Nicotinamide: An Update and Review of Safety & Differences From Niacin

Reed Huber, BSc; Aaron Wong, MD, FRCPC

Disclosures

Skin Therapy Letter. 2020;25(5):7-11. 

In This Article

Uses in Dermatology

Nicotinamide therapy has been studied in both the prevention of NMSC and in the treatment of bullous pemphigoid (BP). Both disease processes involve a degree of immune dysregulation and are on opposite ends of the spectrum of epidemiological significance. Together, AK, SCCs, and BCCs account for at least 14% of all dermatology office visits and the incidences of all three are currently rising.[9,10] On the other hand, BP is an autoimmune subepidermal bullous disorder affecting about 10 per million of the general population, however, it is associated with considerable mortality, especially among elderly patients. The mean age of disease incidence ranges between 60 and 80 years.[11]

Actinic Keratosis and Nonmelanoma Skin Cancer

The Oral Nicotinamide to Reduce Actinic Cancer (ONTRAC) study, a phase 3 double-blinded randomized clinical trial published in the NEJM in 2015, concluded that oral nicotinamide was safe and effective in reducing the rates of NMSC and AK in high-risk patients.[12] The study was conducted in Australia. High-risk patients included study participants who had at least two NMSC in the previous 5 years, and groups were randomly assigned to receive either 500 mg nicotinamide BID (n = 193) or placebo for 12 months (n = 193). At 12 months, the rate of new BCCs was 20% lower in the nicotinamide group and with respect to AK and SCCs, the incidences were 13% and 30% lower, respectively. Overall, the rate of new NMSC was 23% lower (p = 0.02) in the nicotinamide group versus the placebo group and there was no difference in safety between groups.[12]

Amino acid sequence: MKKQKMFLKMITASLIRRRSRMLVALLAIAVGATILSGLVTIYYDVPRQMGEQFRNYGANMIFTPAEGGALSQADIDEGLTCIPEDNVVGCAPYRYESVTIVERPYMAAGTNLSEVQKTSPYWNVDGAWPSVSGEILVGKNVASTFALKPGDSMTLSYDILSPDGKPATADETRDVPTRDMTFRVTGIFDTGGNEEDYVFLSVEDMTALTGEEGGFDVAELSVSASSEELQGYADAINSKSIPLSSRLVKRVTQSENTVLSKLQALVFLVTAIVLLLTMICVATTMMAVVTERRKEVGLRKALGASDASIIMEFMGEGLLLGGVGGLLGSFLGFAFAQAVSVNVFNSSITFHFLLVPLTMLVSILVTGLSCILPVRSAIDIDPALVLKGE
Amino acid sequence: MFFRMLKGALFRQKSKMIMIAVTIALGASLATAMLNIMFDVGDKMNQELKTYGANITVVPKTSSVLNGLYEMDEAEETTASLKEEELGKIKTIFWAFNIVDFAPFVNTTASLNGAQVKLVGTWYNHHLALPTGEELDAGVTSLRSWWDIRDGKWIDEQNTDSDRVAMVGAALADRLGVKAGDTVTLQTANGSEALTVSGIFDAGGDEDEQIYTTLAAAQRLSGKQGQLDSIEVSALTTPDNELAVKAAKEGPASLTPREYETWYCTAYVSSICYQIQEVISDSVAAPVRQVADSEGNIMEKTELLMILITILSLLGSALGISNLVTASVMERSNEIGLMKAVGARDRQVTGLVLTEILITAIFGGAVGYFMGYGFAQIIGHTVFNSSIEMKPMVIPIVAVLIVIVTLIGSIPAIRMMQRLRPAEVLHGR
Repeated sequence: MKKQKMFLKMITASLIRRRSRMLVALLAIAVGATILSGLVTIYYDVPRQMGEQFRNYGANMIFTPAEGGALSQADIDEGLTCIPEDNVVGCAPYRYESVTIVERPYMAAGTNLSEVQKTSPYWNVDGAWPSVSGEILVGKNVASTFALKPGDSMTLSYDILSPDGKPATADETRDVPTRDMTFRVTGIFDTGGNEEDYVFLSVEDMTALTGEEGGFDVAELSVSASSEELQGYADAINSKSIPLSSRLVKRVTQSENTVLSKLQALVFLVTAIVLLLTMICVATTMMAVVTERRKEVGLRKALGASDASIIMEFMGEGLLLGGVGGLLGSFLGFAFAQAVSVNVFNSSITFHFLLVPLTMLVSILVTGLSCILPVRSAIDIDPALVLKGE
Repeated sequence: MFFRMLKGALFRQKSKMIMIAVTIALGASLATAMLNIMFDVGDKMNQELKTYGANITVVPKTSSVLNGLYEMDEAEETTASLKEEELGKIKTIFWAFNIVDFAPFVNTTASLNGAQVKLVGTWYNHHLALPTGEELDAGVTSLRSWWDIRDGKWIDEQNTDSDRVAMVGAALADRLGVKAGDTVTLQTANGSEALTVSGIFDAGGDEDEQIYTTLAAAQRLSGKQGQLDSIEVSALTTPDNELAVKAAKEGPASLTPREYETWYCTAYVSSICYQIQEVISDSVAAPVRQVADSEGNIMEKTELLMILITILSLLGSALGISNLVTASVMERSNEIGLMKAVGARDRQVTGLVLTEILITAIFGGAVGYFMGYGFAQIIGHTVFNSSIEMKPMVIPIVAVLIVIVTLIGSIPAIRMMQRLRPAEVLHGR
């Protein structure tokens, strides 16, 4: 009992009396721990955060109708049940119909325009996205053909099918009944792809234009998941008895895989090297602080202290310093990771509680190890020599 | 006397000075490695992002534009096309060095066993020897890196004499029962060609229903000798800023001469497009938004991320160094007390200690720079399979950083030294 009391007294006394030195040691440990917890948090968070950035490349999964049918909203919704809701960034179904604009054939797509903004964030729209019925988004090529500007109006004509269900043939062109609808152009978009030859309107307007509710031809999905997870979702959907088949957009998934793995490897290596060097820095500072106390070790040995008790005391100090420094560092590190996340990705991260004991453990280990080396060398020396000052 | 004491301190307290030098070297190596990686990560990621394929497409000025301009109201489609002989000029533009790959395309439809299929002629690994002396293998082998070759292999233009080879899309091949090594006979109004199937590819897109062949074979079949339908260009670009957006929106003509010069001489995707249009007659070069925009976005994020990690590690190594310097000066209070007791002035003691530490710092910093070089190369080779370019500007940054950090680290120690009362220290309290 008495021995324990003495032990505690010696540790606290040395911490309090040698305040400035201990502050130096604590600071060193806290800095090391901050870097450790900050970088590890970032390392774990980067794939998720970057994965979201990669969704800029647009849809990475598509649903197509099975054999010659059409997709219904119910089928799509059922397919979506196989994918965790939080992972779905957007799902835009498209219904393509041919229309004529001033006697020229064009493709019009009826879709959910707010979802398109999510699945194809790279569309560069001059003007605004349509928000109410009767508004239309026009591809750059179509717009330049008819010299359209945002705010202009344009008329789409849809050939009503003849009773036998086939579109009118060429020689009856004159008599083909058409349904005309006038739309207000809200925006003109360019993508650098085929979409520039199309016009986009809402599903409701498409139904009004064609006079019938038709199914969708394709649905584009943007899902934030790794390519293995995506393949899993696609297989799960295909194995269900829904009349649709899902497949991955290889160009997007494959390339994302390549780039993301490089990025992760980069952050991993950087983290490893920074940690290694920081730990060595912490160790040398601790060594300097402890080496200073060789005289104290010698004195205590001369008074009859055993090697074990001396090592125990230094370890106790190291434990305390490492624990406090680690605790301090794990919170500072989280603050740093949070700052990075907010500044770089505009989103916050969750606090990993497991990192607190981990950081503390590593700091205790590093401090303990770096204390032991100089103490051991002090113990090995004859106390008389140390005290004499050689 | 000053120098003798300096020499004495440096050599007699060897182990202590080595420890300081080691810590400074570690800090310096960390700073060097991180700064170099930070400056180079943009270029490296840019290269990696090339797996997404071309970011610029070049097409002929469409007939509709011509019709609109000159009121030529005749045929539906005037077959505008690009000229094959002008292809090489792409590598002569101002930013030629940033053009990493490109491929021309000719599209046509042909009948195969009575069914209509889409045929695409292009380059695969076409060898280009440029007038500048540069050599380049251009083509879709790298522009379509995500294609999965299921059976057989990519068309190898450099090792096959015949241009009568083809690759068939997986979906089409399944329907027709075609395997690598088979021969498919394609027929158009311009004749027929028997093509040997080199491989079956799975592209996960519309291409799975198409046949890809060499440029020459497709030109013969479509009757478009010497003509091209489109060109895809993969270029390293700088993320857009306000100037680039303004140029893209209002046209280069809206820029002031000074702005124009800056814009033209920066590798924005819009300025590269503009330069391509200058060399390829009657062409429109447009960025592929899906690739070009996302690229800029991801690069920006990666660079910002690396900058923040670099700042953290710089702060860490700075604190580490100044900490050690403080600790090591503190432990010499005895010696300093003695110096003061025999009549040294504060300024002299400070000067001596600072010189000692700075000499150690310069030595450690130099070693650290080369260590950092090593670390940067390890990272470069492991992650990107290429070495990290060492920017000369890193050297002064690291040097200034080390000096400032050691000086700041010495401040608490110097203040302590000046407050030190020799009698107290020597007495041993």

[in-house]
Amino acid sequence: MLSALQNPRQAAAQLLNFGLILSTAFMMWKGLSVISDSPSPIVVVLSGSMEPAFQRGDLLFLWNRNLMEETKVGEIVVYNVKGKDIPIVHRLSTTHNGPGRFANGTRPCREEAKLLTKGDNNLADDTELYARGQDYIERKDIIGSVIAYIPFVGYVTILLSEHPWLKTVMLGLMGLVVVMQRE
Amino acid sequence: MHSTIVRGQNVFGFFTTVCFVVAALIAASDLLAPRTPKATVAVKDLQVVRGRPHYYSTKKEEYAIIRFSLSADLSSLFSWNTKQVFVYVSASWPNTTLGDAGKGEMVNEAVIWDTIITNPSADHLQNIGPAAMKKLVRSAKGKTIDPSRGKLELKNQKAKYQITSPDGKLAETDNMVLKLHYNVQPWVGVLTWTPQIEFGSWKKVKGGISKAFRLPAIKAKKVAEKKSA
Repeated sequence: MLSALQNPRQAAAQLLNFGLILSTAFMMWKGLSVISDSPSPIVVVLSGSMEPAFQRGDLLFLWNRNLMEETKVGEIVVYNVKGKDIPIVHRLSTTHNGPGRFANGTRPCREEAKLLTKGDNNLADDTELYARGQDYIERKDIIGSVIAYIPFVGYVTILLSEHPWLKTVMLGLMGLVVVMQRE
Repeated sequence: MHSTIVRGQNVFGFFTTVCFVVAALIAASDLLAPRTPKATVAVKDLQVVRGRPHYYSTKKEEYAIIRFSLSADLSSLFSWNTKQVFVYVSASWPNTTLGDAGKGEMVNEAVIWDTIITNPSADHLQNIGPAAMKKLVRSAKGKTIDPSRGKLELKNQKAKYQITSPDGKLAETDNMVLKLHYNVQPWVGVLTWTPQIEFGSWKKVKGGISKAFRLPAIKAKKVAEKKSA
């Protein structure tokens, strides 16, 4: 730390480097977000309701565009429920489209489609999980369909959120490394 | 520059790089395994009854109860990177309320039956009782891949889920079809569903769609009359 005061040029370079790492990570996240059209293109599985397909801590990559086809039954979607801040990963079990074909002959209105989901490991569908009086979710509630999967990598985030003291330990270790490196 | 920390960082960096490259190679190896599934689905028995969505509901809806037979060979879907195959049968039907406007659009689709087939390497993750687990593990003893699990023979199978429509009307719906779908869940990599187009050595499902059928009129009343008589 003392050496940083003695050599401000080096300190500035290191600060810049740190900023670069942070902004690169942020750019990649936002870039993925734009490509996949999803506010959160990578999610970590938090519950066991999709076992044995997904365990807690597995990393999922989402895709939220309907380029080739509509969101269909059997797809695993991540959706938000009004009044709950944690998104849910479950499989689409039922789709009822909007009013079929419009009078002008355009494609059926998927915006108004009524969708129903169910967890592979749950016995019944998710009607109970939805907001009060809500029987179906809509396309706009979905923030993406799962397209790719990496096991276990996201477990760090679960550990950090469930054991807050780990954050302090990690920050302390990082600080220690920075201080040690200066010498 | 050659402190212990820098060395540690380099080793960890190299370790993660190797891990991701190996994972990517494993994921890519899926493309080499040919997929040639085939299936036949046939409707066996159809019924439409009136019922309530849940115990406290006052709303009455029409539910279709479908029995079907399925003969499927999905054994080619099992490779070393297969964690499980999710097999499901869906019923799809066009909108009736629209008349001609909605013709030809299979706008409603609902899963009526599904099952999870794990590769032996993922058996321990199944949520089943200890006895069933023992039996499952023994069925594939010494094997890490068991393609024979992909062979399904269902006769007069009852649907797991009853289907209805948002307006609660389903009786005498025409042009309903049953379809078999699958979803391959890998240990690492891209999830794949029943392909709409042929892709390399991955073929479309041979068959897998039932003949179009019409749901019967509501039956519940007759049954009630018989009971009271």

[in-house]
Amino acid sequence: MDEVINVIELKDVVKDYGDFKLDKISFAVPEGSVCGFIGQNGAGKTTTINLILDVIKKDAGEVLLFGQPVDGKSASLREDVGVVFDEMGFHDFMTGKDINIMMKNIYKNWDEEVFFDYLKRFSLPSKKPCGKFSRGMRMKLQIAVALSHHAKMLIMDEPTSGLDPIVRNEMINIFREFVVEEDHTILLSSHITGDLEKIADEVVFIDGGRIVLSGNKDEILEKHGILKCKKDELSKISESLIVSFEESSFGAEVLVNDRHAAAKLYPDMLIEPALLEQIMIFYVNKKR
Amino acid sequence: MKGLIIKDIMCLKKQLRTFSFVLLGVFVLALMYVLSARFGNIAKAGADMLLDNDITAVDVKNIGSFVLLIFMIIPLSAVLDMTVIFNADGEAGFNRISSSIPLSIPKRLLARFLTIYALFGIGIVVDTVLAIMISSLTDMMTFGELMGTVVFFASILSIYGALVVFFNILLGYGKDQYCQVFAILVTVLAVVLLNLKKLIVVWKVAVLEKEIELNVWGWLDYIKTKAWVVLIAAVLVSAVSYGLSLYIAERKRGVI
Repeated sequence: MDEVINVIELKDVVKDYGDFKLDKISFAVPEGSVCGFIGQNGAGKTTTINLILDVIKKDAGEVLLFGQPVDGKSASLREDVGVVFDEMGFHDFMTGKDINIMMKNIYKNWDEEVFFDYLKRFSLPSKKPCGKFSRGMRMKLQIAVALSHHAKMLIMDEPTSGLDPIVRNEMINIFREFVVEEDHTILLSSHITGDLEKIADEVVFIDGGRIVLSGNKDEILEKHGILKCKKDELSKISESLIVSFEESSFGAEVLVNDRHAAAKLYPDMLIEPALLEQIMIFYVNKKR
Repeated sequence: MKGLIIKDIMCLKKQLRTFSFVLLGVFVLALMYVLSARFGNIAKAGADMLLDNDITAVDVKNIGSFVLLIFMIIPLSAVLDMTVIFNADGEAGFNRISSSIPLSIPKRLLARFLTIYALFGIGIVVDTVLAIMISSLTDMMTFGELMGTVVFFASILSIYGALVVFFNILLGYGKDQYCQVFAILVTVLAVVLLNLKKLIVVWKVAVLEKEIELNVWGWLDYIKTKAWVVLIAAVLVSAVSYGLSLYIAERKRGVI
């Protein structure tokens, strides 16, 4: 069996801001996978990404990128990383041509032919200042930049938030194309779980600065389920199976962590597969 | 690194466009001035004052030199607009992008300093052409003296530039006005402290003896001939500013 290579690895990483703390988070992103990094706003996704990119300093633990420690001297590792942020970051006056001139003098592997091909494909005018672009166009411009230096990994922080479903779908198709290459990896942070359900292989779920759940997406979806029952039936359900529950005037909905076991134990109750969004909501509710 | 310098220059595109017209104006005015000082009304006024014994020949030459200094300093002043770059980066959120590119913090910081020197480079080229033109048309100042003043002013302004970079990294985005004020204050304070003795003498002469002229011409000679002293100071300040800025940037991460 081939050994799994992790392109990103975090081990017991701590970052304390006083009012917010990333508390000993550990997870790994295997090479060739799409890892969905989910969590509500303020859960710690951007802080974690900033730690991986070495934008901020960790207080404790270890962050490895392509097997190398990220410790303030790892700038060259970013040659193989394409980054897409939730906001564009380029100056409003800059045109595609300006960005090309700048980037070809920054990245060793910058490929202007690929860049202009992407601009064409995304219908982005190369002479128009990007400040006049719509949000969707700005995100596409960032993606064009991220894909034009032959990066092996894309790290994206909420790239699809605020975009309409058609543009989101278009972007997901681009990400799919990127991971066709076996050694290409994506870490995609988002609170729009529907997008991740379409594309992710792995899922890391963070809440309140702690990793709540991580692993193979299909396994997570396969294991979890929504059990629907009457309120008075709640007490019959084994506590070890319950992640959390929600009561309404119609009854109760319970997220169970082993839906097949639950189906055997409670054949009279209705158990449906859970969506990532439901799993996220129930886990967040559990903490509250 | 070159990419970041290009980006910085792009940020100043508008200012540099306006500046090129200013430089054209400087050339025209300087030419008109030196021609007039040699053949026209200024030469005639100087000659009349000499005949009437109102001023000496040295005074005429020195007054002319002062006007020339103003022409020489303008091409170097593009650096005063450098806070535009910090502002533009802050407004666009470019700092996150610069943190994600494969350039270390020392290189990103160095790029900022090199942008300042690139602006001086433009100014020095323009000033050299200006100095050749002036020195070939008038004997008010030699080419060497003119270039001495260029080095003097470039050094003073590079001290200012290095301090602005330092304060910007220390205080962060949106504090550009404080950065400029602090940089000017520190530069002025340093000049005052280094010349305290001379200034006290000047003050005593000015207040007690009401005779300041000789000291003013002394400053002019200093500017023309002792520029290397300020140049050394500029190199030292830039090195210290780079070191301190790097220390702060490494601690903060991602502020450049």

The authors concluded that nicotinamide treatment was safe and effective, especially among patients with higher numbers of prior NMSC. Moreover, two earlier phase 2 studies showed that 500 mg of oral nicotinamide taken once or twice daily in individuals with sun-damaged skin (4 or more AK and with or without a history of skin cancer) significantly reduced AK counts and the incidence of new NMSC.[13] In addition, the authors of the ONTRAC study performed a similar, albeit smaller study (n = 22) in immunosuppressed solid organ transplant recipients.[14] Nicotinamide 500 mg BID was associated with a non-significant 35% relative reduction in the rate of NMSC (p = 0.36) compared to placebo and there were no safety differences between groups.[14] Thus, it appears that oral nicotinamide is an effective chemoprotective agent for most patients with varying degrees of immunological status and sun-damaged skin, and the effects are observed as early as 2 months with 500 mg of nicotinamide either once or twice daily.[12–14]